@WorkBest Practices

Organizational Greed, the Downfall of Businesses

Organizational Greed

The current employment climate, heavily favouring the employee, is leading employers to reevaluate their business direction in order to maximize employee retention, engagement, and business performance. Currently, we have one of the lowest rates of unemployment ever, respectively the lowest since 1976 in Canada at 5.8%, and 3.8% in the United States (Trading Economics), the problem is no longer for employees to find jobs, but rather for employers to keep employees satisfied and have them stay.

With this in mind, it’s important to move away from organizational obstacles that cripple your business. As the adage says, “employees don’t leave jobs, they leave managers”, keeping employees engaged and satisfied within their work environment is extremely important. As companies become more geared toward altruism, having managers that not only manage badly but also display avarice or organizational greed, can severely cripple a company. Having a manager whose self-interest is low, is [more] likely to have “other orientation” which is a “dispositional tendency to be concerned with and helpful to other persons.” (Megliano & Korsgaard, 2004, p.948)

Keeping employees at the forefront of an organization’s priority list not only ensures that production and output are maintained, but it is likely to keep employees engaged with their work, and ensures they reach for what every employer wants from their employees, to go above and beyond for the good of their company. By refraining from playing on the insecurities that many people have, you can easily avoid undercutting your employees’ productivity. Organizational Greed defined not only by greed, or avarice, [but also] wantonly presenting your possessions or fringe benefits earned in the workplace is not only indicative of a bad attitude but often gives a bitter taste to those people who are witnessing the attitude.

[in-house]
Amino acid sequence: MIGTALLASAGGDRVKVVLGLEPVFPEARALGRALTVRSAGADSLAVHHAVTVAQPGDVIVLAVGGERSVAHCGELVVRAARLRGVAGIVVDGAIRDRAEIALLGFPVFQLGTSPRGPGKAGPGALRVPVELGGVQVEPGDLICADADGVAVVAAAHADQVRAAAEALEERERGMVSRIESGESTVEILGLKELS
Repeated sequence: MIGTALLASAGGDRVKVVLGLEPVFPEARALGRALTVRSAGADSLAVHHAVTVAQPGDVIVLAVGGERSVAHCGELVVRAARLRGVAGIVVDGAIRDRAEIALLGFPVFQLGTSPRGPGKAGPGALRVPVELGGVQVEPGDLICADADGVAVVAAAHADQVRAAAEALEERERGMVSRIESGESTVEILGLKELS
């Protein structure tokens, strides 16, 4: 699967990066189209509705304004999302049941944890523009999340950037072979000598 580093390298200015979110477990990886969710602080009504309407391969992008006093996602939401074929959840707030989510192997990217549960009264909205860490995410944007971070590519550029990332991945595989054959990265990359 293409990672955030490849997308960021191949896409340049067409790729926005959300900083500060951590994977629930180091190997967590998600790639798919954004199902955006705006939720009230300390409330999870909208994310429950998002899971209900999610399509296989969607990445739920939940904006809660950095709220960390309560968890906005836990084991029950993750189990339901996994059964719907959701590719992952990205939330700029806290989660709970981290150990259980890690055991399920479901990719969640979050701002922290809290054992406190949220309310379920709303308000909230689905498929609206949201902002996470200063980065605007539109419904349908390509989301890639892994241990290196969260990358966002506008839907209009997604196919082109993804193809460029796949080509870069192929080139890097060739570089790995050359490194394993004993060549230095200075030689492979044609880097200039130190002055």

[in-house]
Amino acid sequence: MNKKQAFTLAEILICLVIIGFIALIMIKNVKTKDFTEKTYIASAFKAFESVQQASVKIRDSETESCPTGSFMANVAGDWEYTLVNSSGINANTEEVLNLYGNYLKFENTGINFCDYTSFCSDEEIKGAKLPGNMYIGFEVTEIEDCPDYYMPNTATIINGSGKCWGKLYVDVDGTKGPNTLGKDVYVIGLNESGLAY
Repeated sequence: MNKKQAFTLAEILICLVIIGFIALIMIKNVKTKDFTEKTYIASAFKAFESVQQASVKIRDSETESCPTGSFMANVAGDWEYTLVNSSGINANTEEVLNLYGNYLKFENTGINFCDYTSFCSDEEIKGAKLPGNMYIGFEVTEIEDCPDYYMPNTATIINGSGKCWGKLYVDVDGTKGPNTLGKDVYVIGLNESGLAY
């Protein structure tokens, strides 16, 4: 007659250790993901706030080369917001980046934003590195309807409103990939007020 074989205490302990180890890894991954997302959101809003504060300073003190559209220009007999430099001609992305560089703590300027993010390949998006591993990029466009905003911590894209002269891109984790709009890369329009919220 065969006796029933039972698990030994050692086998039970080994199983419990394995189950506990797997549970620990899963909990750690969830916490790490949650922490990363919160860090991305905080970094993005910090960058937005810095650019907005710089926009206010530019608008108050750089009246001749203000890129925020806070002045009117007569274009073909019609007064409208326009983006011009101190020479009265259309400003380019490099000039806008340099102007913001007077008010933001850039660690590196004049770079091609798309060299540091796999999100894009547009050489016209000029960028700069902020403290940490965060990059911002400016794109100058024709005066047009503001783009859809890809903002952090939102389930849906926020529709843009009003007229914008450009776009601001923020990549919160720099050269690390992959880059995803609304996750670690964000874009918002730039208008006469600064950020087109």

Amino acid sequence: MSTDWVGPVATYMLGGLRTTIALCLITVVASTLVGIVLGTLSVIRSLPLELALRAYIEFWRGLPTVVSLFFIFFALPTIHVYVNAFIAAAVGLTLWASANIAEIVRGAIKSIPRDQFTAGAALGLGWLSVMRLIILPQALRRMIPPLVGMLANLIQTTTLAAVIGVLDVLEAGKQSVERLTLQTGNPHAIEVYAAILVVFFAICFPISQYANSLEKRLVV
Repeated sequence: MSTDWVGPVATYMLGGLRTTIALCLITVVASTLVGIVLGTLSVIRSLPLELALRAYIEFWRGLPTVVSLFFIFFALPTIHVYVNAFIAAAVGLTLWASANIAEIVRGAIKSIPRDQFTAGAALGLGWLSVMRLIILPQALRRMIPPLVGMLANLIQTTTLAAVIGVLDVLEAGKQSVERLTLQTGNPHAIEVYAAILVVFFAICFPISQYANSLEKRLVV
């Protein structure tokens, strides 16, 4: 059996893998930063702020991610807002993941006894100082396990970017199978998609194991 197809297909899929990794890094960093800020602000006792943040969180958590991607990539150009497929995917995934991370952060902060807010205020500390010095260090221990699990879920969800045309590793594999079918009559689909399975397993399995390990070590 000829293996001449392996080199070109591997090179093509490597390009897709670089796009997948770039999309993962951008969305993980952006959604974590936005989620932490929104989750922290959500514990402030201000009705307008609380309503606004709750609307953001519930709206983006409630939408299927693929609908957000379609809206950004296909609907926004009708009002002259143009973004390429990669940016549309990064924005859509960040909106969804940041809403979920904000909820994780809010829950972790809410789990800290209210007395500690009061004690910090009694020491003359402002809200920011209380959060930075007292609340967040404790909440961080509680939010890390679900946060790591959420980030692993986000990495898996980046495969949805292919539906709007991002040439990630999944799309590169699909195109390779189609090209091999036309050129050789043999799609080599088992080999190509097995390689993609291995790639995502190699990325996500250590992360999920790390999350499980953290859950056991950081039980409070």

These behaviours from greedy top executives are bad examples for other employees, which further creates more people who have little regard for altruism or their peers; and these kinds of attitudes often create higher agency costs, reducing shareholder wealth (Tipping Point: Managers’ Self-interest, Greed, and Altruism, p274).

The intangible costs of fostering this kind of business culture range from an increased cost of absenteeism to the cost of employing people who simply show up, do the bare minimum and clock out without any concern for the business itself. Up to $3,600 per employee, per hour of absenteeism, costs productivity up to 84 billion dollars on a yearly basis (The Causes and Costs of Absenteeism). That is an incredibly substantial amount of money that could be saved each year, and removing organizational greed is a huge step in the right direction.

Greedy Management

Employing staff that are more conscientious, according to recent studies, and show less corporate greed displayed less “myopic behaviours, such as lower investment in R&D, short-term earnings management”  (Haynes, et al. p271),  and increase the longevity and perceived reputation of a business, benefitting the company’s financial, social, and human capital in the long run. While organizational greed demonstrated by top and middle management is associated with short-term financial gain for the business, it fosters the wrong kinds of ideas in employees not living up to expectations, because expectations keep moving [and that they] can never achieve anything [as a result](Haynes, et al. p271).

Self-interest, in modest amounts, however, is a boon to help propel an organization’s goals forward. Maintaining the balance between ambition and avarice, while including a good amount of altruism in order to fashion a company culture, geared towards employees, and serving the surrounding or worldly community has been proven to increase a company’s bottom line dramatically, as its longevity increases. Employees remain with much more loyalty and passion to help push goals, and there is a better chance to garner much more business as people’s perceptions of the business are so much the better.

Be clear to watch out for some of the warning signs of employee disengagement, and root out the causes right away, whether systemic or simply because of a bad manager, issues like these can cost you dearly. For help with creating a conducive environment for your employees click here.